In the Middle East, cola drinkers link taste to faith when they buy the anti-Western “Mecca Cola.” Part of its corporate philosophy is its pledge to donate 10% of its profits to fund humanitarian projects in the Palestinian territories, and another 10% to charities in the countries in which the drink is sold. This activist stance is reflected in the company slogan, which appears on all its products: “No more drinking stupid, drink with commitment!”
Just like Me
Parents of young daughters are aware of the American Girl doll phenomenon, where customers willspend hours in American Girl Place, shopping for branded dolls, clothing, books, accessories, and memorabilia. American Girl even has its own restaurant, the American Girl Café (with a four-month waiting list). Dressed in matching outfits, girls come from all over to dine with their little plastic friends.
Investing and real estate clubs
Scores of people who wouldn’t otherwise leave their homes are getting together once or twice a month to learn and talk about finance and investing. They invite speakers, have group projects, exchange tips, and go on trips together.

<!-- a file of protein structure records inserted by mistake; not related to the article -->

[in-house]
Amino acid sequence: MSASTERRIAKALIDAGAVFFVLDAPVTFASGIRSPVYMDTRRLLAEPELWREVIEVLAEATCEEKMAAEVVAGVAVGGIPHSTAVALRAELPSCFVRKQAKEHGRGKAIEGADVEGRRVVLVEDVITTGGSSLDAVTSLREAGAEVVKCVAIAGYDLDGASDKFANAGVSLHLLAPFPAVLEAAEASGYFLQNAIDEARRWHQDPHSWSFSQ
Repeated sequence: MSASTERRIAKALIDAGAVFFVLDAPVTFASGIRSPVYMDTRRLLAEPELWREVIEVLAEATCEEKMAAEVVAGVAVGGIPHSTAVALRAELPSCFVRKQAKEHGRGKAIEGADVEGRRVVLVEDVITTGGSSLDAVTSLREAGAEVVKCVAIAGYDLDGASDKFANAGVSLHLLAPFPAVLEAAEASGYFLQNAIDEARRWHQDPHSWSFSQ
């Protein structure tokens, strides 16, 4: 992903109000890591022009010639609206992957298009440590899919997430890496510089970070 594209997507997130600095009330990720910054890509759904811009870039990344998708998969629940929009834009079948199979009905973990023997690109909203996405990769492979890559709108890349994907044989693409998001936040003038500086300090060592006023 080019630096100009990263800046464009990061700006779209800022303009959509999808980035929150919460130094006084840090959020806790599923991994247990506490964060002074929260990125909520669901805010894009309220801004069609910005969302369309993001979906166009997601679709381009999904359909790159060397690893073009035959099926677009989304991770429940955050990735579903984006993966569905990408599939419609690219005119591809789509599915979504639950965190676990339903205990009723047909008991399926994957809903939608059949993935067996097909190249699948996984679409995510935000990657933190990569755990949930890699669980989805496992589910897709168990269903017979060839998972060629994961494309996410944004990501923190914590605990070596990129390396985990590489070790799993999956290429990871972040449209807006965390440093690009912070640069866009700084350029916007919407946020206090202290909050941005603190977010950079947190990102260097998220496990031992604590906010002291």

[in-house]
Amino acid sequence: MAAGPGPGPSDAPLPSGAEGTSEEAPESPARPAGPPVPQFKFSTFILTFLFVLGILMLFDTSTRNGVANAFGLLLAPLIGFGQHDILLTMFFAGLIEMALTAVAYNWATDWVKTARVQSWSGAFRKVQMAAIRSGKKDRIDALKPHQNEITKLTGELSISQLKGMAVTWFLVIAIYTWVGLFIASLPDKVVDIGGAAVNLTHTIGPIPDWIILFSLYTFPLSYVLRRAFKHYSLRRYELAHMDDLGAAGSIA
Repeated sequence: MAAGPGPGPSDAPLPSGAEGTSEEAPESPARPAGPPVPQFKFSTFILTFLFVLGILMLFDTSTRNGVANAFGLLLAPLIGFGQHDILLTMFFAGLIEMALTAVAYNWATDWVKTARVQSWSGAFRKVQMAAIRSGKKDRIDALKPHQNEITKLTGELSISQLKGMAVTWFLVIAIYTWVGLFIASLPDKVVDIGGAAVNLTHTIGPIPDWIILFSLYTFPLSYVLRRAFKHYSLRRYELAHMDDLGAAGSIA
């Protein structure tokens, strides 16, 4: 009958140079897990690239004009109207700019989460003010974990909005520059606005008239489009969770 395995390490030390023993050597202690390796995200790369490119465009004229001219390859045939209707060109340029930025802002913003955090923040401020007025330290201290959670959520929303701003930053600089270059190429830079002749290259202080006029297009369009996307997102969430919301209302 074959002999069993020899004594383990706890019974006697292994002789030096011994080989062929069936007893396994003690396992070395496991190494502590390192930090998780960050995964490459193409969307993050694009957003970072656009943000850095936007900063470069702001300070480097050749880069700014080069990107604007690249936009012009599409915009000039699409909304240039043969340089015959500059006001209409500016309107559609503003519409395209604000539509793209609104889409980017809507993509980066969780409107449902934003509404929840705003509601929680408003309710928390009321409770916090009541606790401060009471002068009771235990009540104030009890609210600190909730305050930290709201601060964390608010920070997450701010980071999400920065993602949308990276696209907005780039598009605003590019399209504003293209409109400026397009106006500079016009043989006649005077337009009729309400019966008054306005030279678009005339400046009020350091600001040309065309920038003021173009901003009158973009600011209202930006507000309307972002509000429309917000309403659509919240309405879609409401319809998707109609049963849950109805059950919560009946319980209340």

The bottom line buzz
All of these groups are bound together by their chosen interests and passions; that’s what makes them strong. It wasn’t necessarily that the people in them were born at a certain time, or as a certain gender, or into a certain ethnicity, or had anything else happen to them that was beyond their control — they chose these groups, they made an effort to belong. As the population continues to increase, people will continue to form new beehives, and new markets will appear that will segment by spending behavior and other psychographic characteristics. Marketers can take advantage of this trend by recognizing these beehives, taking note of how they affect spending and behavior, and tapping into what makes them tick — and then communicating to them on their own terms.
Marcia Hoeck is president of Hoeck Associates, a leading strategic branding and marketing firm. Since 1984, Marcia has helped organizations generate millions of dollars in revenue by focusing brands and integrating communications. Read more articles and special reports at www.hoeck.net.